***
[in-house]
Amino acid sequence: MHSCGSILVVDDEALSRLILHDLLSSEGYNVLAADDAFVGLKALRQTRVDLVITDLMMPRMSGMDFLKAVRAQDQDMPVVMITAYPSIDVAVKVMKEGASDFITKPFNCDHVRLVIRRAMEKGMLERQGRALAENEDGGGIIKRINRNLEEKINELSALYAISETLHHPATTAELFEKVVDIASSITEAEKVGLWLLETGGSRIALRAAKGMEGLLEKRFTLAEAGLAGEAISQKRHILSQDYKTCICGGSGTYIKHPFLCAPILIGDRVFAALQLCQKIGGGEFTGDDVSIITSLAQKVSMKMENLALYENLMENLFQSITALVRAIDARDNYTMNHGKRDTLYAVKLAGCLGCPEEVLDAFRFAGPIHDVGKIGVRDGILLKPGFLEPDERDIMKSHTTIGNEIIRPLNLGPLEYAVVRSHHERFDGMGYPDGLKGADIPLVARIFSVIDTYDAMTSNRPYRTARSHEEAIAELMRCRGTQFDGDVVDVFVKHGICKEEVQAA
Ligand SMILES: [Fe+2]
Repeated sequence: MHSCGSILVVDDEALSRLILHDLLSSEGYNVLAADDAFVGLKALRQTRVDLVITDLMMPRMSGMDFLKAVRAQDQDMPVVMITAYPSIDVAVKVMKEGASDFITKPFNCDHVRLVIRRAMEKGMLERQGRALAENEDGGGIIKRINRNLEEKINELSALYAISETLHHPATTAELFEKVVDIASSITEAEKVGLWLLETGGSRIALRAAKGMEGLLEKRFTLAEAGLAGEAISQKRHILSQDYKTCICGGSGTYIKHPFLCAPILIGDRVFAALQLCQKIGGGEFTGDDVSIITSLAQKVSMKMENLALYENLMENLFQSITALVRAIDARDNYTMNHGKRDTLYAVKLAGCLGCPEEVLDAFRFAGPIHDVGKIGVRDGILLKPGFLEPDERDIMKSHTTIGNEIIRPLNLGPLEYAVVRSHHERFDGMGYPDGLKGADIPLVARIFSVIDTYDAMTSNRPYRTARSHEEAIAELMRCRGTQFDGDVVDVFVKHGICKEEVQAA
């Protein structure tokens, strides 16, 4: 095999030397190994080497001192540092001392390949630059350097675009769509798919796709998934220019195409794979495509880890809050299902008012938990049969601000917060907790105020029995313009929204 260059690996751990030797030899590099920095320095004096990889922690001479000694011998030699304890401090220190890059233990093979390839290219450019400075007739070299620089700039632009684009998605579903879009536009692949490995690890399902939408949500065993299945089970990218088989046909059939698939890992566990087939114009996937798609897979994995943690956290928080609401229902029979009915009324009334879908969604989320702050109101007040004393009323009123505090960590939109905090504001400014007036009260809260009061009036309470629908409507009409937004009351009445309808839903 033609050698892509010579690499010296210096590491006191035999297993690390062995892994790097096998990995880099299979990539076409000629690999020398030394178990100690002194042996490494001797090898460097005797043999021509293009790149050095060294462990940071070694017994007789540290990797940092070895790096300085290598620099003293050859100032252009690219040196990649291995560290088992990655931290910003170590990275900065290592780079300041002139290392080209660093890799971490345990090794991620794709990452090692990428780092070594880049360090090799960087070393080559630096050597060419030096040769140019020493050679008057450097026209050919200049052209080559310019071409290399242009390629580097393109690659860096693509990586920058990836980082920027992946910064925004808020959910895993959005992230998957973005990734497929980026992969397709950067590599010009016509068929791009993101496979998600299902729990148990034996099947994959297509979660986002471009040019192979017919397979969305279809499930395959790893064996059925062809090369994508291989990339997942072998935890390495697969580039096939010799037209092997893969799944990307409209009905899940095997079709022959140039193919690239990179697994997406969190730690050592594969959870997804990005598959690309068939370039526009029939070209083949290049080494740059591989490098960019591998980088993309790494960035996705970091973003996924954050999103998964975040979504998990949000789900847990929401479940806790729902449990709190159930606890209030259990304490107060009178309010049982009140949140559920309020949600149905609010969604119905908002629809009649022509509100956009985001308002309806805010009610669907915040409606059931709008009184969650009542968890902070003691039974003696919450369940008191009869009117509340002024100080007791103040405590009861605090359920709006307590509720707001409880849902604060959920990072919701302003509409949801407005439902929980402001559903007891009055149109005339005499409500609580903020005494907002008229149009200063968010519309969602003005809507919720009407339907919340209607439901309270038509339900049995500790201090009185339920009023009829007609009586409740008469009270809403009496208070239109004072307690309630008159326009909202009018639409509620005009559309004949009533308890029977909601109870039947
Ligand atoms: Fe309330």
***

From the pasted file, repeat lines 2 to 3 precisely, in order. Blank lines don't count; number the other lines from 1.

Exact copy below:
Amino acid sequence: MHSCGSILVVDDEALSRLILHDLLSSEGYNVLAADDAFVGLKALRQTRVDLVITDLMMPRMSGMDFLKAVRAQDQDMPVVMITAYPSIDVAVKVMKEGASDFITKPFNCDHVRLVIRRAMEKGMLERQGRALAENEDGGGIIKRINRNLEEKINELSALYAISETLHHPATTAELFEKVVDIASSITEAEKVGLWLLETGGSRIALRAAKGMEGLLEKRFTLAEAGLAGEAISQKRHILSQDYKTCICGGSGTYIKHPFLCAPILIGDRVFAALQLCQKIGGGEFTGDDVSIITSLAQKVSMKMENLALYENLMENLFQSITALVRAIDARDNYTMNHGKRDTLYAVKLAGCLGCPEEVLDAFRFAGPIHDVGKIGVRDGILLKPGFLEPDERDIMKSHTTIGNEIIRPLNLGPLEYAVVRSHHERFDGMGYPDGLKGADIPLVARIFSVIDTYDAMTSNRPYRTARSHEEAIAELMRCRGTQFDGDVVDVFVKHGICKEEVQAA
Ligand SMILES: [Fe+2]